In all relationships, communication is key. That’s especially true if the relationship is between local small business owners and the neighbouring construction projects that keep shutting down their street.
“It’s been a pretty messy spring and summer, and now fall,” says Marshall Haywood, owner of Barrington Street sex emporium Venus Envy. Haywood’s shop is right next door to the former CD Plus building, which is currently being redeveloped by Louis Reznick. That construction has largely eliminated the sidewalk out front, and also created several street closures between Sackville and Blowers Street over the last few months. Businesses on the block, like Attica, Fireworks Gallery and Venus Envy, often have 48 hours or less to deal.
“I've been finding out on Twitter,” Haywood says of how he usually hears his street will be shut down. “It’s not ideal.”
Any developer of a site that needs to close down a street is required to provide written notice to other properties that will be impacted. Halifax “ideally” likes that to happen 48 hours before work commences.
“Two days is what we ask, but 24 hours is what we strongly urge,” spokesperson Brendan Elliott explains.
But those rules were designed for residential areas. In busier commercial zones, 48 hours means confused customers unable to reach a fully-staffed business on a blocked-off street. The written notice is also meant to be handed directly to the property owner, but in practice is often given to whatever employee on site appears to be in charge that day. A lot can get lost in that shuffle.
“That’s not our problem,” says Elliott. “That’s up to the responsibility of the employee to make sure the appropriate people have notice.”
Haywood says the city’s being a little generous with their notification estimates. “Two or three days notice would be fine, if it actually happened,” he says. “I think getting 48-hours notice might be okay. It just seems that in some cases, people didn’t even get that. Just, on a Friday, FYI, Barrington Street will be closed on Saturday.”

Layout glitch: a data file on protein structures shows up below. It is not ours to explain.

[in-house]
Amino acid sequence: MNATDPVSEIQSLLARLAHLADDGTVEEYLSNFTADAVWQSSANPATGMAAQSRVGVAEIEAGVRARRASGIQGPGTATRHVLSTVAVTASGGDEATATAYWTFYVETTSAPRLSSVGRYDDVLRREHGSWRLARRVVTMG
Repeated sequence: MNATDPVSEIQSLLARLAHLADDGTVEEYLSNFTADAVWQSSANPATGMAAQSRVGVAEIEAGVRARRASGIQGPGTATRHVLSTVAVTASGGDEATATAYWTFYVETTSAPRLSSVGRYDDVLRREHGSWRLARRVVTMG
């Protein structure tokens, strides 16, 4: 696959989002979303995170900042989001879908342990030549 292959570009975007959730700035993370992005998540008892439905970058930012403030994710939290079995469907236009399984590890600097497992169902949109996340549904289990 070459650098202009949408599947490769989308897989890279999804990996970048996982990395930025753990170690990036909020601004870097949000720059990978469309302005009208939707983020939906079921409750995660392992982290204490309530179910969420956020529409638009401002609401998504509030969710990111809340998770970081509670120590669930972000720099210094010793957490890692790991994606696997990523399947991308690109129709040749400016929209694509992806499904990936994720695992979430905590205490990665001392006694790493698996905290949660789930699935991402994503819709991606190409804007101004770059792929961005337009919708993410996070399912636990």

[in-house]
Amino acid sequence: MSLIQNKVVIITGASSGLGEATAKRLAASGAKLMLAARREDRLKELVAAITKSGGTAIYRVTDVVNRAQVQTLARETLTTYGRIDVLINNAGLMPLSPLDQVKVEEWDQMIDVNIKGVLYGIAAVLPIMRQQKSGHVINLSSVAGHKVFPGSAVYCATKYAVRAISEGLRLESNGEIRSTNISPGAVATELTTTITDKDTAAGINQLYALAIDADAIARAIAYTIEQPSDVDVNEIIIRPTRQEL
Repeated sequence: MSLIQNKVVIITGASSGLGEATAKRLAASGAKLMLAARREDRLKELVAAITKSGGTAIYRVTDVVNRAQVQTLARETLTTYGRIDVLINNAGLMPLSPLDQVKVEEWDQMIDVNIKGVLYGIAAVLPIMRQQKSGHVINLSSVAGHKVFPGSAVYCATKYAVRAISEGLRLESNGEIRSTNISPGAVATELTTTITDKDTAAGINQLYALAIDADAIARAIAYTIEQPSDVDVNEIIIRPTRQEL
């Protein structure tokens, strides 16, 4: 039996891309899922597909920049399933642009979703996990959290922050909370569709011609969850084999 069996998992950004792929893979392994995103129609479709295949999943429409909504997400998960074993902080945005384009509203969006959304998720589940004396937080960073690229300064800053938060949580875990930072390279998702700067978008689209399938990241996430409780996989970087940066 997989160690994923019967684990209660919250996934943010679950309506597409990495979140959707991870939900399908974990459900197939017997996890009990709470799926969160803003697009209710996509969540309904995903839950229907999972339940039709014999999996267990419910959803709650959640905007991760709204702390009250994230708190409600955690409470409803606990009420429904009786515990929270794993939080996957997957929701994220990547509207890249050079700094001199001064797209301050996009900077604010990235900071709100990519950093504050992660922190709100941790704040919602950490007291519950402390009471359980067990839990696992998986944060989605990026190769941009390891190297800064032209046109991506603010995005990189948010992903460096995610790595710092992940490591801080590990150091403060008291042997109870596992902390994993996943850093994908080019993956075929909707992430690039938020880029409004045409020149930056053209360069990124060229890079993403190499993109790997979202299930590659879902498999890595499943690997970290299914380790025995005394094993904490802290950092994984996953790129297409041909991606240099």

There’s been almost 50 construction-related street closures in HRM over the last four months. During the same period last year there weren’t even 20. Back in August, Inkwell Boutique and Applehead Studios were surprised to learn their block of Market Street would be closed for two weeks to accommodate Nova Centre construction. Inkwell owner Andrea Rahal said at the time she only found out through social media.
“We were under the impression the contractor would notify them, and they were supposed to,” HRM spokesperson Jennifer Stairs told The Coast in August. “We totally agree a couple business days is not enough notice.”
Brendan Elliott says there’s no hard and fast rule if a developer fails to deliver proper notice to businesses affected by their construction work.
“The bylaws are silent. We don’t have a penalty in place if they don’t do it...It’s our expectation that they would deliver on these.”
City council could look into amending the bylaws—requiring a longer notification period in commercial areas as opposed to residential zones. Elliott says that’s certainly within council’s power, but there hasn’t yet been any strong concerns brought forward by community members for such a thing to happen.
So for now, at least, Venus Envy seems willing to grin and bear it.
“There’s not much to be done about it,” Haywood says. “It’s great there’s more construction happening downtown. It’ll ultimately be good for the downtown, but in the interim...”
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